Persecution of Dual Nationals: Businessman Serving 10-Year Prison Sentence After Coerced Confession
Security Forces Use Kamran Ghaderi’s Wife as “Bait” to Coerce Confession
Iranian-Austrian dual citizen Kamran Ghaderi is entering the second year of his 10-year prison sentence in solitary confinement in Tehran after being coerced into confessing to espionage in 2016, an informed source told the Campaign for Human Rights in Iran.
“They threatened him that if he didn’t cooperate, his wife would be taken into custody,” said the source. “They forced him to sign a confession under intimidation and psychological torture, otherwise they had nothing to convict him of espionage.”
However, Ghaderi’s wife was never in such danger, and now the 53-year-old is in poor physical and mental condition after being held in solitary confinement in Evin Prison’s Ward 209 since his arrest on January 2, 2016. His repeated requests to be transferred to a public ward have been denied, said the source, adding that Ghaderi’s “family demands his unconditional release and immediate return home.”
The source continued: “There is no evidence to show Kamran committed espionage… His lawyer said in court that Kamran signed the confession under duress and therefore it should not be admitted as reliable evidence. Also, Kamran himself denied the accusations in court. So it’s strange that the judge still sentenced him to 10 years in prison only on the basis of the so-called confession.”
“We don’t know if Kamran was arrested in connection with some political issues between Iran and Austria or if it’s purely a financial matter,” said the source. “But he’s just a businessman who has done nothing wrong, and Iranian judicial officials are well aware of that. If they are looking for spies, they should catch real ones.”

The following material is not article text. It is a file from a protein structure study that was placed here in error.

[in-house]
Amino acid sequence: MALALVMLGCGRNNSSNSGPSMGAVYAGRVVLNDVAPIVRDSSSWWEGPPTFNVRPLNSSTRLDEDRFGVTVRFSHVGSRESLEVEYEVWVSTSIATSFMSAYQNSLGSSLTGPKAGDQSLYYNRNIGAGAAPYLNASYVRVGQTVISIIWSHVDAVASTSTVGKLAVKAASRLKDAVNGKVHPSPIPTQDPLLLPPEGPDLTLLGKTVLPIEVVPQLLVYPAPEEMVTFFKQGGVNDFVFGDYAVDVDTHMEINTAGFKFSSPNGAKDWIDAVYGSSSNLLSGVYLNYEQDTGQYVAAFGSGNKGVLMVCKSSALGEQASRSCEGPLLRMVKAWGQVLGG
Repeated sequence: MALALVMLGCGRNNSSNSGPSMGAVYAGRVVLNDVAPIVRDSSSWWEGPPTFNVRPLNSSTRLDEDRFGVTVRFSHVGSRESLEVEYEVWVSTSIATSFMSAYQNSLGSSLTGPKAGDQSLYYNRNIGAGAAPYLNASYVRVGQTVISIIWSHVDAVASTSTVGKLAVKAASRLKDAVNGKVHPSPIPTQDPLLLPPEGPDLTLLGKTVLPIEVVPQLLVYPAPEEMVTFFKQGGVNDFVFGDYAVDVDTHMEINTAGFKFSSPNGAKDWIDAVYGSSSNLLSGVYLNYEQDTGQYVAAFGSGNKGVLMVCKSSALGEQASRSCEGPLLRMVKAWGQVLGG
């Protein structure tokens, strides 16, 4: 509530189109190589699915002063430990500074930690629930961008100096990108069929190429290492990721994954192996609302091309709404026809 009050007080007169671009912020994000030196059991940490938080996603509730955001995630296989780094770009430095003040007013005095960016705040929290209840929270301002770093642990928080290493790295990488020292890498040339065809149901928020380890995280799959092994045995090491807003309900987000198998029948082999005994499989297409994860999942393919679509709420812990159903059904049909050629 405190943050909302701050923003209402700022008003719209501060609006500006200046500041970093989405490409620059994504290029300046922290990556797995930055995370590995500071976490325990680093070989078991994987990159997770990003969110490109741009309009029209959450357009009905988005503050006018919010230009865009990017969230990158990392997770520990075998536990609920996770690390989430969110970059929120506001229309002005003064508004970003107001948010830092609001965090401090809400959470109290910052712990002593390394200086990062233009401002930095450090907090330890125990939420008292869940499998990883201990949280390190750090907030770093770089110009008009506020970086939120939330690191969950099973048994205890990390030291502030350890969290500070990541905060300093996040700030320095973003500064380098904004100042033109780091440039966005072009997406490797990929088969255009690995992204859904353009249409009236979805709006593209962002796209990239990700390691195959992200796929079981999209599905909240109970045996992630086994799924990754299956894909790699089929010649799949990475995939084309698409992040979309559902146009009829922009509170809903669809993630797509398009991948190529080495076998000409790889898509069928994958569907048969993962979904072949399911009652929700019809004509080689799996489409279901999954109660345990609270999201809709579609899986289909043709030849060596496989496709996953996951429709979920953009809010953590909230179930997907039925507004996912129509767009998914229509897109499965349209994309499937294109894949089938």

The prosecution used the coerced confession to gain a 10-year prison sentence against Ghaderi in the Revolutionary Court where he was tried for “conducting espionage for enemy states.” The Appeals Court later upheld the sentence.
The sentence was announced by Tehran Prosecutor General Abbas Jafari Dowlatabadi on October 17, 2016, along with the announcement of identical sentences against other dual nationals Siamak Namazi, Baquer Namazi, Farhad Abd-Saleh, Nizar Zakka, and Alireza Omidvar.
Ghaderi was the CEO of Avanoc, an Austrian IT management and consulting company, and living with his wife and three children in Vienna when Intelligence Ministry agents arrested him upon his arrival at Tehran’s Imam Khomeini International Airport on January 2, 2016. He was on a routine business trip and had previously traveled to Iran on many occasions for work and business seminars, including as a member of the Austrian delegation to Tehran led by then-President Heinz Fischer in October 2015.
“In February , a month after Kamran was arrested, the Intelligence Ministry informed his brother that Kamran’s wife, Harika, could visit him,” the source told the Campaign. “When Harika (his wife) heard this, she immediately flew from Vienna to Tehran and went straight to the Intelligence Ministry. She was questioned for three and a half hours and then told that she was not allowed to see her husband, so she went back to Vienna.”
The source continued: “Then, in April, Kamran was allowed a visit from his mother and told her that he had no choice but to sign a (false confession) because if he didn’t, his wife would be detained.” But Ghaderi’s mother informed him that his wife was “never” under the threat of detainment by the authorities and was safe at home.
“That’s when Kamran realized he was lied to,” said the source. “The authorities used Harika as bait to get him to sign a false confession.”
Experts on Iranian law have questioned the legality of the charge of “espionage for enemy states,” a veiled reference to the United States.
“According to the Foreign Ministry, Iran is not at war with any state other than Israel,” Tehran-based attorney Saeed Khalili, who has defended many prominent political prisoners, told the Campaign in October 2016.
“We even have joint treaties with the U.S. from before the  revolution, which are still referenced in international negotiations and court cases,” he added. “On the basis of the Foreign Ministry’s position, we cannot accuse anyone of cooperating with the U.S. as an enemy state.”